The Empathy Fallacy

Even if you know very little about autism, I’m sure you have heard that one of the main symptoms is a marked lack of empathy.

If you take just one thing from my blog, let it be this: the lack of empathy thing is complete and utter BULLSHIT.

Autistic people have trouble understanding facial expressions, body language, and other forms of nonverbal communication that make up a lot of how neurotypical humans relate to one another.  However, this does not mean that we do not understand, experience, or care about the emotions and thoughts of others.  All of the autistic people I have ever known were extremely kind, fair, loyal, and caring individuals.  How could one possess those traits without having any empathy for their fellow man?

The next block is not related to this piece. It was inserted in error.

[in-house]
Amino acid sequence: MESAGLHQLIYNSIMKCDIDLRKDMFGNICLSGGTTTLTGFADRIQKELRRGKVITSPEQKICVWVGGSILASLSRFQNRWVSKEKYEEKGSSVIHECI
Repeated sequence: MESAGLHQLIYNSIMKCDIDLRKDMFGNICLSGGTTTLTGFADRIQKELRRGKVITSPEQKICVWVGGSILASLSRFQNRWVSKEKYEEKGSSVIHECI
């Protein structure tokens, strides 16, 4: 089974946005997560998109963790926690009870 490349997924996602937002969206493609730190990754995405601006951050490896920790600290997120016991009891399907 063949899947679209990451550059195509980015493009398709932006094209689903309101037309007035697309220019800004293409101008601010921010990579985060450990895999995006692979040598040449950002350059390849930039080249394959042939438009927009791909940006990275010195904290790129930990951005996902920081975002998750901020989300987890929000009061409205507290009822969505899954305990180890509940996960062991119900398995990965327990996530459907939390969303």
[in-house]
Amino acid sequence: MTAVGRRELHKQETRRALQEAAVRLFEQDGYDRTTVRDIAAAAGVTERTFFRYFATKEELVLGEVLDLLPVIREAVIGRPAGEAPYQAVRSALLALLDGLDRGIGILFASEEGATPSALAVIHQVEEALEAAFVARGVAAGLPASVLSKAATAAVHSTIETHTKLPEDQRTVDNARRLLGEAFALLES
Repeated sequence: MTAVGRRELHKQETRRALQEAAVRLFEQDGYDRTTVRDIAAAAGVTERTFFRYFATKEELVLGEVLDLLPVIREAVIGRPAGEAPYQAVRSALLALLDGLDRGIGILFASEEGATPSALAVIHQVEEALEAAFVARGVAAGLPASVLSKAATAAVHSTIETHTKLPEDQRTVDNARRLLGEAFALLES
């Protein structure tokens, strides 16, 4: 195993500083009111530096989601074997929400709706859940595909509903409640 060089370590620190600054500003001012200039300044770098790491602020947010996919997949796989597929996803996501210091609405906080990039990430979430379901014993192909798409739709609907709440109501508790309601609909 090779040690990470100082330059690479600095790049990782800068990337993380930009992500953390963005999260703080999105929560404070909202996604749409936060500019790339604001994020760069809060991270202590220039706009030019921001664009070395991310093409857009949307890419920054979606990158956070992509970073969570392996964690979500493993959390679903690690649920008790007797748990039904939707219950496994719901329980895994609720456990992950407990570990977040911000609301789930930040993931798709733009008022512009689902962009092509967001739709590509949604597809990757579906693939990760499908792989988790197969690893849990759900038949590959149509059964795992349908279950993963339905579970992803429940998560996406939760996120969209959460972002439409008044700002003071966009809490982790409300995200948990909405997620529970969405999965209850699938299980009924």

Autistic adults describe, time and time again, how they experience a sort of hyper-empathy.  They sense the emotions of those around them and it can be extremely overwhelming.  Personally, I have recently been diagnosed with mild Autism Spectrum Disorder (aka Asperger’s) and I consider myself an empath (this means someone who takes on the emotions of others as if they were his/her own).  As a child, I was always described as “highly sensitive.”  If I am in a room with lots of people, I pick up on everyone’s emotional states, or what I think of as their “vibes.”  These emotions come rushing in at me from all angles, and I don’t always have time to fully interpret them.  I might sense that someone feels angry, and misinterpret it as anger toward me.  Milder emotions such as slight annoyance feel HUGE and stifling and scary to me.  At the same time that I am trying to filter through and process all of the “vibes,” I am also trying my hardest to act “normal.”  I struggle through small talk (“OMG what am I supposed to say?  What was that person’s name again?  Is it my turn to talk?  Oh shit, I just interrupted her!  Am I supposed to keep looking at her while I talk to her?  Maybe I should just look down….but she’s still looking at me.  Why is she looking at me like that?  Do I have something on my face?  Oh crap, what were we talking about?!”)  Basically, 90% of the time that I am interacting socially, I am terrified and completely overwhelmed and trying very hard to act like that is not the case.  Even minor social interactions, such as making a phone call to schedule an appointment, require a lot of mental preparation and “scripting” in my head beforehand, and also a lot of recovery downtime afterward.  Only when I am alone can I exist with only my own thoughts and feelings.